Yeah, I grant you that it’s simplistic, but I still believe the play tells a great lesson in self-control, keeping promises, and finding the civilized solution…all healthy things to know.
    And didn’t you think that the letter scene between Joey and Jackie was a terrific piece of theater for kids to see? Even in that scene Jackie says, “It’s not wrong to fight, Stosh. The question is how. How are we going to fight? With our fists–or with something more?” I assumed Jackie was suggesting that we should fight bigotry with our wits. Even kids without “athletic prowess” (who wouldn’t be playing high stakes Little League anyway…this just happens to be Joey’s passion) can gather the broader lesson and apply it to whatever bullying situation they might find themselves in.
    Seth, I’m so pleased you felt passionate about the play, as do I. Good and interesting stories provoke a passion to understand why people do what they do. I can’t resist saying that I wish Congress, as a group, would attend the theater. To have a discussion of “what it means to be a human being” should be at the center of every problem that needs their attention.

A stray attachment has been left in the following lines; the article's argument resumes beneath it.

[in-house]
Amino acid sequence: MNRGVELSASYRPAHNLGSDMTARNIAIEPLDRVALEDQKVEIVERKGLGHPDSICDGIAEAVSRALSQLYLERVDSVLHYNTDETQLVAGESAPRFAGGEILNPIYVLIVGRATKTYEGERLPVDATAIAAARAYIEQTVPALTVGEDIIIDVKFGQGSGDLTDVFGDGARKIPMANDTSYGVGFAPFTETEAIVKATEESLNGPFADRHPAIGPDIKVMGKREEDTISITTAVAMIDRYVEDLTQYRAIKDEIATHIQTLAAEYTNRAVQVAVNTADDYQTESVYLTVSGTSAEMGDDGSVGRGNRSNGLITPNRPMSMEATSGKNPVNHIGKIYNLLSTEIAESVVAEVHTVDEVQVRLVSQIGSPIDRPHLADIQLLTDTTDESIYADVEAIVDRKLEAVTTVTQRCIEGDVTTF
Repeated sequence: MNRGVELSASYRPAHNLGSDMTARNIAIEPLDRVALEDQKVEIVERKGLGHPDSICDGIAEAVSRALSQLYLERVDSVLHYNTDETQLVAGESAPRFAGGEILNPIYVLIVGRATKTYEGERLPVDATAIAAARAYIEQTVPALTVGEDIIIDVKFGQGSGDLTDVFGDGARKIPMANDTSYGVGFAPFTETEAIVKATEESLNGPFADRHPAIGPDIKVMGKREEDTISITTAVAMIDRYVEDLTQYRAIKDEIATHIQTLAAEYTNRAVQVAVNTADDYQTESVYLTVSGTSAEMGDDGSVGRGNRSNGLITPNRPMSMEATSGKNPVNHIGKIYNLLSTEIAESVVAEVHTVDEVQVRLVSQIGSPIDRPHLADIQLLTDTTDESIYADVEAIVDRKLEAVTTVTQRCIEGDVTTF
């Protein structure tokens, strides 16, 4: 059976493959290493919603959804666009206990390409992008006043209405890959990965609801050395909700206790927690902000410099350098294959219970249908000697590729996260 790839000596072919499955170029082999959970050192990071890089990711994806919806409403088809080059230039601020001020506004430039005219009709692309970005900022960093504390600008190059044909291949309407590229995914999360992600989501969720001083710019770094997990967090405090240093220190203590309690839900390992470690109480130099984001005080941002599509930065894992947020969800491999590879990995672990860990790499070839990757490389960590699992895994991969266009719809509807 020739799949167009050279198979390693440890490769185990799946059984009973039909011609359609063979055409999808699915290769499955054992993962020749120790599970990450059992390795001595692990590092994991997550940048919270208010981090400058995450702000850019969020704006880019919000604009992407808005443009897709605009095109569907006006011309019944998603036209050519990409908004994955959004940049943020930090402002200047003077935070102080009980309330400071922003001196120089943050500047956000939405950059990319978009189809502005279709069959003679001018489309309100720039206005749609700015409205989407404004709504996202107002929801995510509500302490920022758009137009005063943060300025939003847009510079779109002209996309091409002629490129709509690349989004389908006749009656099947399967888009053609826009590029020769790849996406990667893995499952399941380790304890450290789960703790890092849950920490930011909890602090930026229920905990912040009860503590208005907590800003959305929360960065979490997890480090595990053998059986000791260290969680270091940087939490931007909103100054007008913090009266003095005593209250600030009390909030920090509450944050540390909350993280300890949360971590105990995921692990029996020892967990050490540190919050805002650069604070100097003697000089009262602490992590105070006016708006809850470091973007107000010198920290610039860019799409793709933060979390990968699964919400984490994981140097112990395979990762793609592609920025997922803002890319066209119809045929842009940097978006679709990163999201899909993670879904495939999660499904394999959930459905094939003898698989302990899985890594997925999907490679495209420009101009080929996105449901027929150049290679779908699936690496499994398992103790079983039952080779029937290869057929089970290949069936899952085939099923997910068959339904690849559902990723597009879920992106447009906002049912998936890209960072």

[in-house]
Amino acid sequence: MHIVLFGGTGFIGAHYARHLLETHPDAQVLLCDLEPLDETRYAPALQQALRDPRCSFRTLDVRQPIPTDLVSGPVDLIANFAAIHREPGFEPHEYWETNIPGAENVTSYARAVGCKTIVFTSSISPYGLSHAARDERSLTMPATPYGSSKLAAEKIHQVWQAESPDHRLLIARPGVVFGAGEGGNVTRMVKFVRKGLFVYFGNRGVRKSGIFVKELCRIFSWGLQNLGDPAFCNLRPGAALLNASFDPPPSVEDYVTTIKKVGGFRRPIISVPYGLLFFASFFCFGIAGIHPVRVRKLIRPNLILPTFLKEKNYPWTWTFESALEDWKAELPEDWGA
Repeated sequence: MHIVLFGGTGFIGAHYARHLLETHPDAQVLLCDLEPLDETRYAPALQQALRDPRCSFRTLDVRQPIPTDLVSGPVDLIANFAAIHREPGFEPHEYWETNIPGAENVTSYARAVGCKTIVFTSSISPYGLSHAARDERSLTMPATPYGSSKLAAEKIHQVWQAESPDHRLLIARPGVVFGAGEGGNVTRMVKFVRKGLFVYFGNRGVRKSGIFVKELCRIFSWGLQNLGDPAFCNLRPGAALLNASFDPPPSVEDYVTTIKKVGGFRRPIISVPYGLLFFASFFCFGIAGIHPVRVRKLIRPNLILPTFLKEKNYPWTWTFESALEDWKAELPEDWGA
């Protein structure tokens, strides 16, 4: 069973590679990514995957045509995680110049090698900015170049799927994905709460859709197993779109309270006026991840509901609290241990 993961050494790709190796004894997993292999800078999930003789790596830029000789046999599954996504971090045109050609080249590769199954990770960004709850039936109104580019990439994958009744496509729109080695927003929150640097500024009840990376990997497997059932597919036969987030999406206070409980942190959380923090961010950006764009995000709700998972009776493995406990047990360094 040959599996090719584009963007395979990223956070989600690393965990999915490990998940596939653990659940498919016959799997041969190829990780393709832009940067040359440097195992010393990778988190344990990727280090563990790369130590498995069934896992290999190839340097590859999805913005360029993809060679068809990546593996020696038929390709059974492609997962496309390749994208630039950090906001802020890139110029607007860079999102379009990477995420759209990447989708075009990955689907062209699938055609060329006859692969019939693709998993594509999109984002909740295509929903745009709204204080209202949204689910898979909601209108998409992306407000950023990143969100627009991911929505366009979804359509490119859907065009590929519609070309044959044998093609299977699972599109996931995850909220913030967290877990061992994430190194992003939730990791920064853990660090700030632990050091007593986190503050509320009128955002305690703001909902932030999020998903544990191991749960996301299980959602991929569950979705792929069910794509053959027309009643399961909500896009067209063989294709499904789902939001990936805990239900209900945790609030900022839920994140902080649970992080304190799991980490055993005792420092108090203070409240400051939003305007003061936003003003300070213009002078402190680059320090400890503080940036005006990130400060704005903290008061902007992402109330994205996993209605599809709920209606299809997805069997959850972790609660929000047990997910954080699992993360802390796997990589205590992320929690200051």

PS: I just watched THE BUTLER. The Freedom Riders and the Student Nonviolent Coordinating Committe really caught my attention; using the law and non-violence to provoke change. And so dangerous for the Riders to not fight back; brave, like Jackie and Rachel. I can only imagine the courage it took…